I was in 10th or 11th grade at the Yeshivah, Rabbi David Eliach, the austere principal who was then about mid-way through his 43-year tenure, called a few of us from the religious honors class into his office. (The grade was segregated along the lines of religious/non-religious, Syrian-Sephardic/Ashkenazic, and honors/non-honors—aka “stupid.”) Rabbi Eliach told us that the high hopes he had had for our class were nowhere close to being realized. After all, even for an honors class ours was particularly gifted—what with a son of the legendary teaching pair Rabbi Amnon and Dina Haramati, the son of the beloved English teacher Rona Bar-Chama, and Rabbi Eliach’s own daughter—and these were not even among the top three in our class (neither was I). It seemed that Rabbi Eliach had hoped that we would somehow inspire the whole grade of 180 students to dedicate themselves to doing mitzvot, studying Torah, and performing acts of lovingkindess. I remember that I was able to pinpoint our predicament for Rabbi Eliach: “It’s not cool to be religious,” I said.
Ah yes, Judaism and the coolness problem. Fast-forwarding to my life here, I had thought that in the Jewish State, where it is in fact cool to be Jewish, that it would also be cool to be a religious Jew. I’m afraid that the truth is that while there are certainly plenty of cool religious Jews here, ultimately it is always going to be cooler not to be a religious Jew. This of course is as it should be. Whatever else religion is, it also should stand as an unwavering beacon of justice, goodness, and righteousness against which societies and people may check themselves.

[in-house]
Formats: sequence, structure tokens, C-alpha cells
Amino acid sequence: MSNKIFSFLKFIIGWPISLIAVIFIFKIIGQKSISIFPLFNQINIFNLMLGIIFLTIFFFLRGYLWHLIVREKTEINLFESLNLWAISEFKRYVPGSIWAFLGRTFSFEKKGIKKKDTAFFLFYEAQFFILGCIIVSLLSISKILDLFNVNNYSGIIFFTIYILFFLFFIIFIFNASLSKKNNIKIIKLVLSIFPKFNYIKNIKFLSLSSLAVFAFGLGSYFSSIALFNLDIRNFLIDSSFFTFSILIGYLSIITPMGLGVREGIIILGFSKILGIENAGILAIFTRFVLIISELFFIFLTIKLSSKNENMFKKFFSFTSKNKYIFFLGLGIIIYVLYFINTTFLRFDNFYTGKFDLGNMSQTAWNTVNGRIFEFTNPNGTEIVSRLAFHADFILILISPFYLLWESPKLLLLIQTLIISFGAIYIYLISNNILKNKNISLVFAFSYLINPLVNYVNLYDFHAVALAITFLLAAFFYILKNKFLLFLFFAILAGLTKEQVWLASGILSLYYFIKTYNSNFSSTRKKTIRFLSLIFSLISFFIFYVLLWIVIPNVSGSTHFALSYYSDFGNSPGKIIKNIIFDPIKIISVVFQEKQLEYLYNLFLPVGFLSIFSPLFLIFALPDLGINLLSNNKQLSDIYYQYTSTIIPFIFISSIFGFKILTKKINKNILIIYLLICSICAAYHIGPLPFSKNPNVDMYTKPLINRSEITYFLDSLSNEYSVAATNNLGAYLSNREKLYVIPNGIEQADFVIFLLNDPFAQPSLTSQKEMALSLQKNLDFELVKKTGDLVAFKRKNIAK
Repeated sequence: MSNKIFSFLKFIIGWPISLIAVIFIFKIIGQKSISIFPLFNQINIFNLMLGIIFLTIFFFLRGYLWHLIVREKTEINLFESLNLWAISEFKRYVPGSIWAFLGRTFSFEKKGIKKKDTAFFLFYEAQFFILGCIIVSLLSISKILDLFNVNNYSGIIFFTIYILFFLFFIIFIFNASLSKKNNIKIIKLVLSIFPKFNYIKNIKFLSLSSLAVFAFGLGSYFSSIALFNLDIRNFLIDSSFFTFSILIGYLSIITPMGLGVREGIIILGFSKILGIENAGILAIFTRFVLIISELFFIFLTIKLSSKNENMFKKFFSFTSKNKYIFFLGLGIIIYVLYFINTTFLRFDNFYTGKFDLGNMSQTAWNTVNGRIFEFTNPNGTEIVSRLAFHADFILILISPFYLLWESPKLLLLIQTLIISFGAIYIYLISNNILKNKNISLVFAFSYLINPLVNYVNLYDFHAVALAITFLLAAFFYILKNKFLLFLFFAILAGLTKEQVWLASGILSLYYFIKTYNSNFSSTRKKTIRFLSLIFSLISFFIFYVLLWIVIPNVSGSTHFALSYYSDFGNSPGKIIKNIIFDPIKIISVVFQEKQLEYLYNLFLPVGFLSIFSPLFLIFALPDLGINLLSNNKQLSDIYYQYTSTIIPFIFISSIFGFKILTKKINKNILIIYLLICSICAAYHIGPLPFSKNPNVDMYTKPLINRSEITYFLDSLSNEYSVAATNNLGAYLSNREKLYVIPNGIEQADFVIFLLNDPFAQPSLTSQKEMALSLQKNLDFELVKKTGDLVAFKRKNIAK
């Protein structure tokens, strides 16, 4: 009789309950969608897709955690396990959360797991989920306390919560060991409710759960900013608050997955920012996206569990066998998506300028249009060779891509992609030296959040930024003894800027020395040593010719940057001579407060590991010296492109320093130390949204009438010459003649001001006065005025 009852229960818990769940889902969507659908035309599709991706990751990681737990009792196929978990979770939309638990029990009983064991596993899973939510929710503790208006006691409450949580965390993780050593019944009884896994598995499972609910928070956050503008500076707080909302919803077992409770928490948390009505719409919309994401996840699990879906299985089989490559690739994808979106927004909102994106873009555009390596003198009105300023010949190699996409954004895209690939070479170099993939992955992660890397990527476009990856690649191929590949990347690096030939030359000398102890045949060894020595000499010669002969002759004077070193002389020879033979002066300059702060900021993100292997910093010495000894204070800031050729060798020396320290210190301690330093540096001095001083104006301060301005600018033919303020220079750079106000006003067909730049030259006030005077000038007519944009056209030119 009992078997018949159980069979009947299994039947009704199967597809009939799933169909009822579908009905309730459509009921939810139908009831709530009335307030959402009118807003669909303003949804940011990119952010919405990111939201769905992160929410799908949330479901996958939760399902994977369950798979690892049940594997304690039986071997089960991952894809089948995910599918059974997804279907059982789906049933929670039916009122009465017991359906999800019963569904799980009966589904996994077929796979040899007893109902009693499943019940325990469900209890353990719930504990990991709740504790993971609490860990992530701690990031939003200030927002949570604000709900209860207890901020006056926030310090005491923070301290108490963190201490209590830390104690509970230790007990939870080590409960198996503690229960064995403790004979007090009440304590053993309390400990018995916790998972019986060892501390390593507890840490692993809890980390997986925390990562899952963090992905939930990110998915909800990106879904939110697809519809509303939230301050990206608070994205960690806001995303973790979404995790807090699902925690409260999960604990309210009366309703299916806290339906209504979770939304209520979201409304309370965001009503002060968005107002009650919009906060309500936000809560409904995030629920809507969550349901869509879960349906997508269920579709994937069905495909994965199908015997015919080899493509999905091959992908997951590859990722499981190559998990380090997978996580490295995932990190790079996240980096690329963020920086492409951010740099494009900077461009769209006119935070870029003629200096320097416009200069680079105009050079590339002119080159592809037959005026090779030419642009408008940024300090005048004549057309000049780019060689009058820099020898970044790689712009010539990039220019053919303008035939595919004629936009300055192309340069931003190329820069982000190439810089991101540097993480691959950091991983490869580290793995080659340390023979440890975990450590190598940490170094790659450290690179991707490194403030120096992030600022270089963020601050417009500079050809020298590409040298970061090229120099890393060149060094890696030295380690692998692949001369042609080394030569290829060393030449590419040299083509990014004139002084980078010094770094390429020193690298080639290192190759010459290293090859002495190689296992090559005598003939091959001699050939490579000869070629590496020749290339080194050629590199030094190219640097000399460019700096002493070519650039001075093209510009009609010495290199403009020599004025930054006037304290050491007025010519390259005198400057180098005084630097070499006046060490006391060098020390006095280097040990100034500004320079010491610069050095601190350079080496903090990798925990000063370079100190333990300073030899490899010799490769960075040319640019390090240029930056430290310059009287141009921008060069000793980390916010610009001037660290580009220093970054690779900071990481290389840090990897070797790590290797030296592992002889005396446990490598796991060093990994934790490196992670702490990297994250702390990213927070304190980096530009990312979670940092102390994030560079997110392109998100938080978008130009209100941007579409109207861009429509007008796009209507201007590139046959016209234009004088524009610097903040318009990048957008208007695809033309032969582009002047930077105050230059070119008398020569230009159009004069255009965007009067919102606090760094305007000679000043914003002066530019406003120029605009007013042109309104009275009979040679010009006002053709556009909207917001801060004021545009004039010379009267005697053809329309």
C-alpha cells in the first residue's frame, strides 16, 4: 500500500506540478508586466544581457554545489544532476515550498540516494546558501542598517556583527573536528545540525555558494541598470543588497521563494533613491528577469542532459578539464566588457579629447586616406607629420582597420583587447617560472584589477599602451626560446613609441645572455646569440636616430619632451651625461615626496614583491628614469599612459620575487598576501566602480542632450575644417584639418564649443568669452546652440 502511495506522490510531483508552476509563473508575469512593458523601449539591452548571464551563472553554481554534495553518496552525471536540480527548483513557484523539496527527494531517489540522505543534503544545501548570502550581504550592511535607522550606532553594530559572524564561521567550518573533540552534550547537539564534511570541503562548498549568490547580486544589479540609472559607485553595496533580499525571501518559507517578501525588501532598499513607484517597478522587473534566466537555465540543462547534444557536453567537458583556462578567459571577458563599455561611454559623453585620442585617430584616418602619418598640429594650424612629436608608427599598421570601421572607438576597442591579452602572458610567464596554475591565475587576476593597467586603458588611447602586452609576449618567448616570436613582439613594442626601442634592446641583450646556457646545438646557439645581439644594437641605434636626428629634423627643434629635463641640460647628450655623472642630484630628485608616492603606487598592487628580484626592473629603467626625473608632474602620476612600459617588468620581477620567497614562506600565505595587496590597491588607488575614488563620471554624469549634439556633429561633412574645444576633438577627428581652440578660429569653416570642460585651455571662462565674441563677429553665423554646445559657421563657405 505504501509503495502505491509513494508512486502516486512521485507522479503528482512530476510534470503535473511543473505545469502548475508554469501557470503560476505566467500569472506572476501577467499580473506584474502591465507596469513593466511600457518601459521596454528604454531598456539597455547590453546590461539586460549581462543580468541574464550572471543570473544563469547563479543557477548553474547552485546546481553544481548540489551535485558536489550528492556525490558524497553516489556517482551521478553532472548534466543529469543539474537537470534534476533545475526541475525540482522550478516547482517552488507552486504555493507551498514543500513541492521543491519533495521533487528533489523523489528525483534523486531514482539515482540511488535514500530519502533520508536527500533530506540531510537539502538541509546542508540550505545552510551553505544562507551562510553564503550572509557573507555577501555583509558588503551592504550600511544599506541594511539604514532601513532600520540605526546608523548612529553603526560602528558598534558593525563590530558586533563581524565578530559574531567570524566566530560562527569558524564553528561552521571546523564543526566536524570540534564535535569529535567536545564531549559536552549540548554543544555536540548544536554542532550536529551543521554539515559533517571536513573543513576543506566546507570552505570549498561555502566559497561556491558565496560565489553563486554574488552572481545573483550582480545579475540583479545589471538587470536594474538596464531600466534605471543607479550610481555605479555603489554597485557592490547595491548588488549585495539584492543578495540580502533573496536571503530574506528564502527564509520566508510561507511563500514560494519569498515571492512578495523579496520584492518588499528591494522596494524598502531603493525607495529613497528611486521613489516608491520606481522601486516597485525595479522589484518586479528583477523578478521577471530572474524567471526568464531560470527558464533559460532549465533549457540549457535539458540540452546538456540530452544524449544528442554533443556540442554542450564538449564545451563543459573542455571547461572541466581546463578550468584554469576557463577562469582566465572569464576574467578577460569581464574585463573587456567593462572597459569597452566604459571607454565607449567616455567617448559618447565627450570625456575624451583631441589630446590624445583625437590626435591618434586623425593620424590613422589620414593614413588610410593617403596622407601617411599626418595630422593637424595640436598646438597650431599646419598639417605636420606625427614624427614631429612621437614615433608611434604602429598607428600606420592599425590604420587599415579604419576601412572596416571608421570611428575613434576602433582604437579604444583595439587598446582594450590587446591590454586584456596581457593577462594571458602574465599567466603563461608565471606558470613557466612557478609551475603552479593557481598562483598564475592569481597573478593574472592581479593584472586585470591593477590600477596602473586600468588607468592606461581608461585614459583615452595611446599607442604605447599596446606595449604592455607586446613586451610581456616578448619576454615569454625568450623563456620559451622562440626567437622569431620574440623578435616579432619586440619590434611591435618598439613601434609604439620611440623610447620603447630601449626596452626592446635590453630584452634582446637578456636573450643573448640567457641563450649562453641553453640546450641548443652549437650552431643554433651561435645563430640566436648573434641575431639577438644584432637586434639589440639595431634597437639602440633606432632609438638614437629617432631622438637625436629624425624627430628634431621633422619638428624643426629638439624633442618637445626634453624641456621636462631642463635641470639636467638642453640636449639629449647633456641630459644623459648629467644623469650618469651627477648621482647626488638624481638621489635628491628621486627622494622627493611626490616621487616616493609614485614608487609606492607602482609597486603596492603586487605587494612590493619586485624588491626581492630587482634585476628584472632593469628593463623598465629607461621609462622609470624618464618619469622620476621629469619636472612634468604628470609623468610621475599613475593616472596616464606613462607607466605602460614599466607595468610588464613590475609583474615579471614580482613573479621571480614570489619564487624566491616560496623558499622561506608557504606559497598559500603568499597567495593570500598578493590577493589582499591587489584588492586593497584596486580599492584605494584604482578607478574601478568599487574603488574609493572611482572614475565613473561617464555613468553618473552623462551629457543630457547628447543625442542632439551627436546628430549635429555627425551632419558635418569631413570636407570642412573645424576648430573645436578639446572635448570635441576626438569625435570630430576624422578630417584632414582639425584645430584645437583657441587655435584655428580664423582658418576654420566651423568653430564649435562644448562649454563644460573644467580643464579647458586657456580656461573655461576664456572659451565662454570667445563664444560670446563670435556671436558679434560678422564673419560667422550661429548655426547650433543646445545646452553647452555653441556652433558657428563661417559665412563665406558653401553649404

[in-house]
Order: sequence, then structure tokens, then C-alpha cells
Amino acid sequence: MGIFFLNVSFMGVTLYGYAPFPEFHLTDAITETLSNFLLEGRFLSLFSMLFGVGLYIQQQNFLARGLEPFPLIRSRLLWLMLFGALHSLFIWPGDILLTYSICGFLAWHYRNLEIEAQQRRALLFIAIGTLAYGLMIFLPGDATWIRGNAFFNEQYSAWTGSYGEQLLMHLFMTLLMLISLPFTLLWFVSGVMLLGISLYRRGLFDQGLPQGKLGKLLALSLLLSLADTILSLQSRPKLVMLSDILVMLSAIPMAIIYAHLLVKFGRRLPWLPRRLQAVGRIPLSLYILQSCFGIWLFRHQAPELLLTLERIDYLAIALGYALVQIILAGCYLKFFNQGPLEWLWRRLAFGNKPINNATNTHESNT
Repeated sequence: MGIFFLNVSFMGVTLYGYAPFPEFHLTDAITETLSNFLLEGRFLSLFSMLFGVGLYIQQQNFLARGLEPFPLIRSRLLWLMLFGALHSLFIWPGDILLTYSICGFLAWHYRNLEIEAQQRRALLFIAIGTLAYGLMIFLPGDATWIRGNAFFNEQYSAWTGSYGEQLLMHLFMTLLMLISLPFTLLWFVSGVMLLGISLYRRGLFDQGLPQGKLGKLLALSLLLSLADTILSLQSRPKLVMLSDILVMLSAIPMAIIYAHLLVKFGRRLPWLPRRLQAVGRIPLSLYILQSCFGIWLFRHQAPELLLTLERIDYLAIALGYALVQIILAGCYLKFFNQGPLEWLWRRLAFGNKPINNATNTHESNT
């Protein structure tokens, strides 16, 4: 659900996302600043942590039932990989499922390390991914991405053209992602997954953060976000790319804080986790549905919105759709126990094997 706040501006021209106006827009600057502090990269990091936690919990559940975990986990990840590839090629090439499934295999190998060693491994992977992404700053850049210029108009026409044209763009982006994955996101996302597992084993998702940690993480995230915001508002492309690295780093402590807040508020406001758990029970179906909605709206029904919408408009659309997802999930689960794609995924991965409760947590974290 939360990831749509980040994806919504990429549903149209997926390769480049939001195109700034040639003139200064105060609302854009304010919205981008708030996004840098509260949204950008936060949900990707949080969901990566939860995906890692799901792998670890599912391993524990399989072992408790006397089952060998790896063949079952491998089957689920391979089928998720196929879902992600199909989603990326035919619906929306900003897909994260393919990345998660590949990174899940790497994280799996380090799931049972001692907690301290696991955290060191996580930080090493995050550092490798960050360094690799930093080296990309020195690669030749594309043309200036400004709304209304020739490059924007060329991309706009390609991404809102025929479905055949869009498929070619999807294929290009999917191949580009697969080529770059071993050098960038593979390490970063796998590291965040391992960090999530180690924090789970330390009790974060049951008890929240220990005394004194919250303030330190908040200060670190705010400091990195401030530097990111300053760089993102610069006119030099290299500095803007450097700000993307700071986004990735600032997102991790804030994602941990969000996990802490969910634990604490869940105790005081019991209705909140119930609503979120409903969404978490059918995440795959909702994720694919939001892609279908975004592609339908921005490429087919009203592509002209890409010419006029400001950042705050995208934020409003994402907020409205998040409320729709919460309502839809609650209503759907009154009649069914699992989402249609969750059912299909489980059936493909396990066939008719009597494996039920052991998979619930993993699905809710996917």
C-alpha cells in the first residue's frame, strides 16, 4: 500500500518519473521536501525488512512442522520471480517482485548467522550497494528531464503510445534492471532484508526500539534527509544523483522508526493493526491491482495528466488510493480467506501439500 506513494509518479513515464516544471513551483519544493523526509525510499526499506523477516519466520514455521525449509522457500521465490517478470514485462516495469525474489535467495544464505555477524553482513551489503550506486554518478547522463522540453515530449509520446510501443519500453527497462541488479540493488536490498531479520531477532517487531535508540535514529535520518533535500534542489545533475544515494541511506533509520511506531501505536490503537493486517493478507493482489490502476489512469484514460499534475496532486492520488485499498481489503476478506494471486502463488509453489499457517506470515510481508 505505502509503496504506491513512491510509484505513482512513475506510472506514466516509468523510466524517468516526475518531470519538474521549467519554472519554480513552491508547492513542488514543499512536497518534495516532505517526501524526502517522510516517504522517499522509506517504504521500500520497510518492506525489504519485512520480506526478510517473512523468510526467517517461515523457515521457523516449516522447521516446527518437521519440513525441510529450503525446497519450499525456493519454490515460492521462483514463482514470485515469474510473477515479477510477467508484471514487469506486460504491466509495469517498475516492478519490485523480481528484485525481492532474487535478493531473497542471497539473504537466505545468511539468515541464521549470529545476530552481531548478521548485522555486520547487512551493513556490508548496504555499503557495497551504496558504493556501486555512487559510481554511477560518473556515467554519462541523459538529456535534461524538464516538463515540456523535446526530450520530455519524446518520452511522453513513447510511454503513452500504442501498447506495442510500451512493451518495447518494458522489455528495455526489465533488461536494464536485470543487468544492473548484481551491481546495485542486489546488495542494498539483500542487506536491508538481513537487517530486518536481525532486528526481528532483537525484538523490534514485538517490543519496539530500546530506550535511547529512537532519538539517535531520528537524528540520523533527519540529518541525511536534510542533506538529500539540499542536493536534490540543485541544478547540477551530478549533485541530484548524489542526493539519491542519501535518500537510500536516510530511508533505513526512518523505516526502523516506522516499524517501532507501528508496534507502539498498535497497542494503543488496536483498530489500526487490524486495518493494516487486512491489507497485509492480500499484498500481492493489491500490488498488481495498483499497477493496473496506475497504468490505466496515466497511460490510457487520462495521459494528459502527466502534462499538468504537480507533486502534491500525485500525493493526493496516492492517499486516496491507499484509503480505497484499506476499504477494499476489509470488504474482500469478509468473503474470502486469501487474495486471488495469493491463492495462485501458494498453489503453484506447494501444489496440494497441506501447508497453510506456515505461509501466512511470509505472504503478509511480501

Ultimately the Sabbath and the kashrut laws put a break on your coolness potential. At a certain point, just like outside of Israel, a person must decide what is most important to them: being cool or being a religious Jew. In Israel, those who prefer not to advertise their decision sometimes go “transparent.” For the most part, a “shakoof” religious person refers to a man who breaks with the normal Jewish religious practice of covering one’s head (it’s easier for women to be transparent). While Israel is the only place in the world where the kipa marks a person as a religious Jew (outside of Israel its main signifier is plain old Jewishness), some experience this as unnecessarily setting themselves apart. The solution for these people is to either always walk around with some kind of hat (typically a beret), or to completely dispense with any head gear. A man I know goes bareheaded and yet walks around with his tzitzit sticking out from beneath his shirt. Though the tzitizit clearly mark him as a religious Jew, he obviously feels that it is less objectionable than a kipa.
Once an Israeli has taken the plunge and decided that they are religious and to heck with coolness maximization, the Hebrew language comes to their aide and offers up a wonderful coolness consolation prize. Whereas the word “religious” is quite an uncool mouthful, its Hebrew equivalent, dati, is fun and friendly. Indeed, “dati” is kind of the mirror image of “teddy,” and according to my wife one of the things that I stand for is friendliness (and she is right). So while a religious Jew in Israel is not quite as cool as their non-religious doppelganger, if you’re going to be religious, it’s a huge advantage to be dati here.
TEDDY WEINBERGER is director of development for a consulting company called Meaningful. He made aliyah with his family in 1997 from miami, where he was an assistant professor of religous studies. Teddy and his wife, sarah jane ross, have five children.